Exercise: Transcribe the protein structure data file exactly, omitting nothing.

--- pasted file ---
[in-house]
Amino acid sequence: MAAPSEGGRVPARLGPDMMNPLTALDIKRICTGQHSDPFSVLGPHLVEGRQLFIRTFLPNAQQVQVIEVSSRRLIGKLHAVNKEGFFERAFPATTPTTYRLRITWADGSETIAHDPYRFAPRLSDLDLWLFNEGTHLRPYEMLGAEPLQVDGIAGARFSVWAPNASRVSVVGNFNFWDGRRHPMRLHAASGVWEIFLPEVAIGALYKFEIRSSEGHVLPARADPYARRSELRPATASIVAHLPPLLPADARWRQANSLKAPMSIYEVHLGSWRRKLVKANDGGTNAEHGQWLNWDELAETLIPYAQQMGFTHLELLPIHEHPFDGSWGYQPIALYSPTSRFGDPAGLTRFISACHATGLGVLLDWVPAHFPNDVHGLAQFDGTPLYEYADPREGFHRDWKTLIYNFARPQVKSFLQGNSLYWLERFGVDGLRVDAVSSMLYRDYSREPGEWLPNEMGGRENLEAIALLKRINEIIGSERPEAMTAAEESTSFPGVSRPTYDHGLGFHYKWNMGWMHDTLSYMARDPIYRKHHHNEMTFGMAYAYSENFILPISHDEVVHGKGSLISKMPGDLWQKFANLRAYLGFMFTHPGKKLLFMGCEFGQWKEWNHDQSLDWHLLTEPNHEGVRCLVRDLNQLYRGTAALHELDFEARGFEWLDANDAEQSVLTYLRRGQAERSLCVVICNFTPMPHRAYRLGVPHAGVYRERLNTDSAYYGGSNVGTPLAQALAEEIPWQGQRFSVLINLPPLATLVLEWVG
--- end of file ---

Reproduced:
[in-house]
Amino acid sequence: MAAPSEGGRVPARLGPDMMNPLTALDIKRICTGQHSDPFSVLGPHLVEGRQLFIRTFLPNAQQVQVIEVSSRRLIGKLHAVNKEGFFERAFPATTPTTYRLRITWADGSETIAHDPYRFAPRLSDLDLWLFNEGTHLRPYEMLGAEPLQVDGIAGARFSVWAPNASRVSVVGNFNFWDGRRHPMRLHAASGVWEIFLPEVAIGALYKFEIRSSEGHVLPARADPYARRSELRPATASIVAHLPPLLPADARWRQANSLKAPMSIYEVHLGSWRRKLVKANDGGTNAEHGQWLNWDELAETLIPYAQQMGFTHLELLPIHEHPFDGSWGYQPIALYSPTSRFGDPAGLTRFISACHATGLGVLLDWVPAHFPNDVHGLAQFDGTPLYEYADPREGFHRDWKTLIYNFARPQVKSFLQGNSLYWLERFGVDGLRVDAVSSMLYRDYSREPGEWLPNEMGGRENLEAIALLKRINEIIGSERPEAMTAAEESTSFPGVSRPTYDHGLGFHYKWNMGWMHDTLSYMARDPIYRKHHHNEMTFGMAYAYSENFILPISHDEVVHGKGSLISKMPGDLWQKFANLRAYLGFMFTHPGKKLLFMGCEFGQWKEWNHDQSLDWHLLTEPNHEGVRCLVRDLNQLYRGTAALHELDFEARGFEWLDANDAEQSVLTYLRRGQAERSLCVVICNFTPMPHRAYRLGVPHAGVYRERLNTDSAYYGGSNVGTPLAQALAEEIPWQGQRFSVLINLPPLATLVLEWVG